Before Game 1 of the Miami Heat’s second-round series, the opposing coach listed the defensive statistics that he cares about: “Defensive field goal percentage, 3-point percentage, rebound margin, points in the paint, fast break points allowed.”
Tom Thibodeau notably did not mention turnover rate or free throw rate, the two stats most responsible for his New York Knicks having the No. 19 defense in the NBA during the regular season (114.2 points per 100 possessions) despite holding opponents to 46.2% shooting, the third lowest mark in the league. The Heat went on to shoot a miserable 42.5% in the series, but eliminated New York in six games.
If this season’s Knicks were proof that you can make opponents shoot poorly and still have an unimpressive defense, then Miami proves that the opposite is also true. Defensively, the Heat were No. 9 during the regular season (112.8 points per 100 possessions) despite ranking 22nd in field goal percentage (48.2%), 22nd in 3-point percentage (36.7%) and 25th in effective field goal percentage (56.1%). This was possible because they forced turnovers (16.1%, No. 3 in the NBA), limited offensive rebounds (26.7%, No 4) and kept opponents off the free throw line (.253, No. 7).
Miami advanced to the conference finals and took a 3-0 lead against the Boston Celtics in part because it has morphed into a different (i.e. better at 3-point shooting) team for most of the playoffs and in part because of the identity it has had all along. When the Heat are at their best, they stress out opposing offenses by jumping passing lanes, switching, getting physical and playing zone. They find “relief points” by forcing turnovers, pushing the pace and crashing the glass. They make the game feel chaotic, but stay under control.
Just when Miami seemed to have thrown Boston into disarray, though, the script flipped. In Game 4, the Celtics kept their season alive by coming up with 27 points off turnovers and 18 fast break points and taking care of the ball themselves. In Game 5, Boston again scored 27 points off turnovers …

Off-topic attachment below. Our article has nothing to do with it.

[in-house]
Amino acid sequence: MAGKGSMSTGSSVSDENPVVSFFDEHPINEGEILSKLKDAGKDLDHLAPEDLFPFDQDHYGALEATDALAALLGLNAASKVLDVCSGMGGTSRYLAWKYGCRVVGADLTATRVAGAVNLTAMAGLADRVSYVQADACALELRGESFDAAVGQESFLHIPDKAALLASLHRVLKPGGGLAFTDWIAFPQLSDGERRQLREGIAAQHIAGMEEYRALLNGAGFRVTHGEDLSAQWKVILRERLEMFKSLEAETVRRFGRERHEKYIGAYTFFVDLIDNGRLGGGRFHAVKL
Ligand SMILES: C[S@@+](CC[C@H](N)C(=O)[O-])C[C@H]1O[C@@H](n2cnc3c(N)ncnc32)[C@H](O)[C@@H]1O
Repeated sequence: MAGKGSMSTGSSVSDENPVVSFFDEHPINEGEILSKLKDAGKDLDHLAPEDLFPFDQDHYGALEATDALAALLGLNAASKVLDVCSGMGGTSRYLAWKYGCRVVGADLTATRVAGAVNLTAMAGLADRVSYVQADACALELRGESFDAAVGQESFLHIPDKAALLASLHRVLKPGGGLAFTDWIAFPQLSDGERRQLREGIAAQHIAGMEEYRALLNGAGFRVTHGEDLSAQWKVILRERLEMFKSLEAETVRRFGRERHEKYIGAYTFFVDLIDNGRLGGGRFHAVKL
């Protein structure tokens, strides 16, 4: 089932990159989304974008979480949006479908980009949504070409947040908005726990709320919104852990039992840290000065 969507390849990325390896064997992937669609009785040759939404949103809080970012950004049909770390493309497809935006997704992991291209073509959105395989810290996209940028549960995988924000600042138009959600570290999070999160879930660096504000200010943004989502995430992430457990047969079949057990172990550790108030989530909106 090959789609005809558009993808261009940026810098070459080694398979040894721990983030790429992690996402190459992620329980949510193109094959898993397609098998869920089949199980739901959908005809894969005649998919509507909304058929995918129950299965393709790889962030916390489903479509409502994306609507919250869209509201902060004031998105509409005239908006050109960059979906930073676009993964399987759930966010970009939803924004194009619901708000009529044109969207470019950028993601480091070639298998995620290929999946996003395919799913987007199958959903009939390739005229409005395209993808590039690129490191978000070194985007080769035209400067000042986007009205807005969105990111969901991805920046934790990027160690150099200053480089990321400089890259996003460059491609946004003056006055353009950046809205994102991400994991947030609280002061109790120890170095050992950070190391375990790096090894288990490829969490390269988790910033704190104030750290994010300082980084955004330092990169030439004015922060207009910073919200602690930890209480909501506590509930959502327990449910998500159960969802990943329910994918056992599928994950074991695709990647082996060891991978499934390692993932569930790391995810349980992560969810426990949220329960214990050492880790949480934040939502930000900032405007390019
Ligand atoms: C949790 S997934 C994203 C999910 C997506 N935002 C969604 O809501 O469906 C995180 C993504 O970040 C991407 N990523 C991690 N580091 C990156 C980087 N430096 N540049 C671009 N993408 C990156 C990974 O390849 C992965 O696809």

… and 17 second chance points.
On the series, the Celtics now have the edge in turnover rate, free throw rate, offensive rebounding percentage, points off turnovers, second chance points and fast break points. These are concerning numbers for the Heat, not only because they pride themselves on being tougher and more disciplined than whoever they happen to be facing but because the numbers illustrate how the series has shifted since they went up 3-0: For two straight games, Boston has looked completely unbothered offensively, and Miami has struggled to find any flow at all.
“Our offense was disjointed a little bit,” Heat coach Erik Spoelstra said after the 110-97 loss on Thursday. “We weren’t able to initiate our offense, get the ball where it needed to go in spots where you can operate.”
You wouldn’t have known it from the way the first three games played out, but Boston had the second-best defense in the NBA in the regular season. Facing elimination, it dialed up its ball pressure and did everything it could to nudge Miami toward inefficient iso-ball, and in Game 5 its defense was downright dominant. The Celtics switched almost everything against Jimmy Butler, stayed down on his pump fakes and loaded up when necessary. They switched smaller guys onto Bam Adebayo, too, and they pounced when he put the ball down. The Heat’s Kyle Lowry was indecisive against drop coverage, and Boston ran their shooters off the 3-point line.
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Ahead of Game 6 on Saturday, there are some strategic decisions to be made. Maybe Miami will start playoff hero Caleb Martin over Kevin Love and find more minutes for sharpshooter Duncan Robinson, whose two-man game with Adebayo has remained a reliable source of good looks. Boston needs to figure out how to allocate the minutes that are usually earmarked for Malcolm Brogdon, since a torn tendon in his arm has turned the Sixth Man of the Year into a non-threat. Generally speaking, though, this series has reached the point where everybody knows who’s getting targeted defensively, what lineups the coaching staffs trust and what actions these teams will turn to in crunch time.
For the Heat to avoid a Game 7 in Boston, then, the formula is simple, but that doesn’t make it any easier to execute. They need to make better, quicker decisions in the halfcourt and stop gifting the Celtics transition points. They need to expect ball pressure, expect gang rebounding and find ways to get into the paint, get to the line and get out on the break. They need to be as composed, connected and committed to winning on the margins as Boston has been for the past couple of games. Both teams would love nothing more than a barrage of 3s from their shooters or a 50-point performance from their respective superstars, but they know better than to rely on it.